Reviews of Australian Books #12

Hazel Rowley who wrote biographies of the writers Christina Stead (Australia) and Richard Wright (USA) has now turned her attention to Simone de Beauvoir and Jean-Paul Sartre. Her new book, Tête-à-Tête is reviewed in "The Washington Post" by Michael Dirda. "As she explains, this isn't a full-fledged biography of France's dynamic duo, nor is it a re-examination of their ideas; instead, she resolutely focuses on the men and women with whom the pair fell in love. "The result is an enthralling book, almost a highbrow Francophile edition of US Weekly. But instead of Brad and Jen and Angelina, here we find an ugly, walleyed existentialist philosopher, the elegantly beautiful author of The Second Sex and the Gallic equivalent of a bevy of young starlets who share the bed of one or the other -- or sometimes both. Readers
will turn these pages alternately mesmerized and appalled."

Robert Hanks reviews Geoffrey Robertson's The Tyrannicide Brief in "The Independent." "The fact that he is a spare-time historian does show in The Tyrannicide Brief. He has clearly done his reading around Cooke [the subject of the book and the man who prosecuted Charles I of England in 1649], but the context often has a tossed-off feel, as if rehashed from secondary sources. I imagine academic historians won't take kindly to his lack of objectivity, a determination to put Cooke's actions in the best light, which at times leads into what amounts to special pleading. He says, 'The wonderful thing about writing history, as opposed to writing law, is that you look forward to having your mistakes pointed out'. I'll bet historians of the period will be itching to oblige." The Better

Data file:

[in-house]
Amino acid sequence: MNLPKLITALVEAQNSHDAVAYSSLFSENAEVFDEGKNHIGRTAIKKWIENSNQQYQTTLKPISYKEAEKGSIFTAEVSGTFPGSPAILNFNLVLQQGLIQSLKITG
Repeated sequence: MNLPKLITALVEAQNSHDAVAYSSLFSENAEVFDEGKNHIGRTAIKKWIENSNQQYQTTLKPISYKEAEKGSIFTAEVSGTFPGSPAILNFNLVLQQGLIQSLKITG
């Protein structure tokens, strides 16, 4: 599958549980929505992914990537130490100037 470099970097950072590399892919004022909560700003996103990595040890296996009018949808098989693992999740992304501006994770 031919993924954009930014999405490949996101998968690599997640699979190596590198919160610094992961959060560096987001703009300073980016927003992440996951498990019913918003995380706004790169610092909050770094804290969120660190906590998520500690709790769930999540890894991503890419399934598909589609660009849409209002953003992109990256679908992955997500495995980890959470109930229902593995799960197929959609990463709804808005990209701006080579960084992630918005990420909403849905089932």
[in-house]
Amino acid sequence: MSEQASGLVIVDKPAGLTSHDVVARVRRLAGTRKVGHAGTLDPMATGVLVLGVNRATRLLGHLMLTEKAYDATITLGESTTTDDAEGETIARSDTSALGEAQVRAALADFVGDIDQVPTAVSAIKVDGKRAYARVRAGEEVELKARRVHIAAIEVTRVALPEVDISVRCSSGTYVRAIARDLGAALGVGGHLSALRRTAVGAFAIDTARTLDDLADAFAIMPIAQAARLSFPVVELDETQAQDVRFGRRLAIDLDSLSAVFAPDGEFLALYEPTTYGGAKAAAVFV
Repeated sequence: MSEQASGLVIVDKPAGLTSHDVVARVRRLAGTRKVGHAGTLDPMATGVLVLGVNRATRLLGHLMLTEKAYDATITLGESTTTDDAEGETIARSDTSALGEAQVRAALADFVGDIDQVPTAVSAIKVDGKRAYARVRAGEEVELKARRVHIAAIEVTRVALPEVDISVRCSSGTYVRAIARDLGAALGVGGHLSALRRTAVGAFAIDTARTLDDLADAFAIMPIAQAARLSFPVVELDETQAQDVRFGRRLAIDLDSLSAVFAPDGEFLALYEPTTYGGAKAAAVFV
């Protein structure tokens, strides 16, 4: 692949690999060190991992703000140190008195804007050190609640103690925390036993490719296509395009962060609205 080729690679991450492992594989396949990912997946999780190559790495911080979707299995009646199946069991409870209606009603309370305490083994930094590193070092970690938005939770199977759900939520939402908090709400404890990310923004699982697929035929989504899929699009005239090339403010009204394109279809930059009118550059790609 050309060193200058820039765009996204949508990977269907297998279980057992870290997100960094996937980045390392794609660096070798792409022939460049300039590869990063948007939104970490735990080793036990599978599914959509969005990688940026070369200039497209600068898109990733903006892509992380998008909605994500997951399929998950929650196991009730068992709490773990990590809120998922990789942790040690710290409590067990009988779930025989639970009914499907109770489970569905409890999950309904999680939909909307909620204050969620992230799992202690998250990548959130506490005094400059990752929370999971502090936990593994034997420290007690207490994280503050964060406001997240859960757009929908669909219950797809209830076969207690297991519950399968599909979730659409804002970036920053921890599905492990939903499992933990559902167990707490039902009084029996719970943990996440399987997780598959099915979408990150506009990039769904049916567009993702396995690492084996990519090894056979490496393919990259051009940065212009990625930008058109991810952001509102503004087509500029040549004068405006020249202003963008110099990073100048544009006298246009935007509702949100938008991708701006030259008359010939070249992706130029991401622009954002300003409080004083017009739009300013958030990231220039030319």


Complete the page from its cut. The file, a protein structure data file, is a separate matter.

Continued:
Half is reading this at present.

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This page contains a single entry by Perry Middlemiss published on October 17, 2005 3:55 PM.

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